Documents Reveal Attempted Assassination Of Queen Elizabeth
A secret assassination attempt on Queen Elizabeth II has been revealed by New Zealand’s secret intelligence agency almost 40 years on.
It has been confirmed that a teenager shot at the Queen during her visit to the southern city Dunedin in 1981 but missed.
Documents released by the New Zealand Security Intelligence Service prove that 17-year-old Christopher Lewis fired at Queen Elizabeth with a gun on 14 October 1981 as she stepped out of a car. The Queen was visiting the country for an eight-day tour.
“Lewis did indeed originally intend to assassinate the Queen, however did not have a suitable vantage point from which to fire, nor a sufficiently high-powered rifle for the range from the target,” said a secret document from 1997 that was made public on Thursday.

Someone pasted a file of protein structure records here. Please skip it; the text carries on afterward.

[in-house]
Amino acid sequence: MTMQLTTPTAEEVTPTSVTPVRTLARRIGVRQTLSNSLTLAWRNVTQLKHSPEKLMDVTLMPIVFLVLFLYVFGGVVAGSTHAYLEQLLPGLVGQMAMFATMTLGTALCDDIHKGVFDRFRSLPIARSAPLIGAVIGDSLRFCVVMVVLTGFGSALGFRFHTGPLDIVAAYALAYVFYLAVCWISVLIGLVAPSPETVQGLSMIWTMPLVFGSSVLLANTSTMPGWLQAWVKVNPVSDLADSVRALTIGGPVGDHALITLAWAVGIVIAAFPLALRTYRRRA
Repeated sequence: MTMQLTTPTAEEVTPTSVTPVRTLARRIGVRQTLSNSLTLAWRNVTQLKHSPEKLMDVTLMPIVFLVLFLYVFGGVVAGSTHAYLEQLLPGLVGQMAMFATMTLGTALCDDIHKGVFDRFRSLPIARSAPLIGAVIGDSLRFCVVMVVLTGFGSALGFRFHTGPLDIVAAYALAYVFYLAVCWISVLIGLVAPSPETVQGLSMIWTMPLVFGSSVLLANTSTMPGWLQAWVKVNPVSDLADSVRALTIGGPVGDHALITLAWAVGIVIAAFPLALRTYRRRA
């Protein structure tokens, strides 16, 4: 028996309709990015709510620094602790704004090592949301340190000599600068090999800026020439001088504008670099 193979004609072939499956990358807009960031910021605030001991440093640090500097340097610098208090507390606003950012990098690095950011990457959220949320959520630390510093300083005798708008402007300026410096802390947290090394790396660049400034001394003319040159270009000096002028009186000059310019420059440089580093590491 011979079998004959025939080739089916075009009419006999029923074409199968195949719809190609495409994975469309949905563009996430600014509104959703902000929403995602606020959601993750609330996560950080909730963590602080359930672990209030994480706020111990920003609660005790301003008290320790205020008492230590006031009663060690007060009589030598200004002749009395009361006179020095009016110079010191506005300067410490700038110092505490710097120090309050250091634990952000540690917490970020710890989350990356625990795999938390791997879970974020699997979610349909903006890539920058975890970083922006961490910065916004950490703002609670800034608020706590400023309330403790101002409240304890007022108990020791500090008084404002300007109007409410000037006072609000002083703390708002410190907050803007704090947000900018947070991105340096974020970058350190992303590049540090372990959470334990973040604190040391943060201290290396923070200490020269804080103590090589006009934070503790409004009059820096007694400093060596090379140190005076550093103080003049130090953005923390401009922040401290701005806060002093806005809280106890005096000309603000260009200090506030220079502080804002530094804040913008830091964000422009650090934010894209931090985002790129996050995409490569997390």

The attempted assassination was originally covered up by Dunedin police after members in the crowd heard the gunshot but were told that it was either a sign falling over or a car backfiring.
“Current police investigations into the shots have been conducted discreetly and most media representatives probably had the impression that the voice was caused by a firework of some description,” said another document from November 1981.
The boy responsible for the attempted attack was not charged with attempted murder or treason but with unlawful possession and discharge of a firearm.
A police inquiry has now been opened into the way that authorities handled the serious event at the time. The case file will be examined by the New Zealand police commissioner.
Ten years after the attempted assassination, Lewis was charged with the murder of a mother from Auckland and he later committed suicide whilst awaiting a murder trial in prison.
Queen Elizabeth II is the constitutional monarch and the head of state for New Zealand and she has visited the country 10 times since the incident.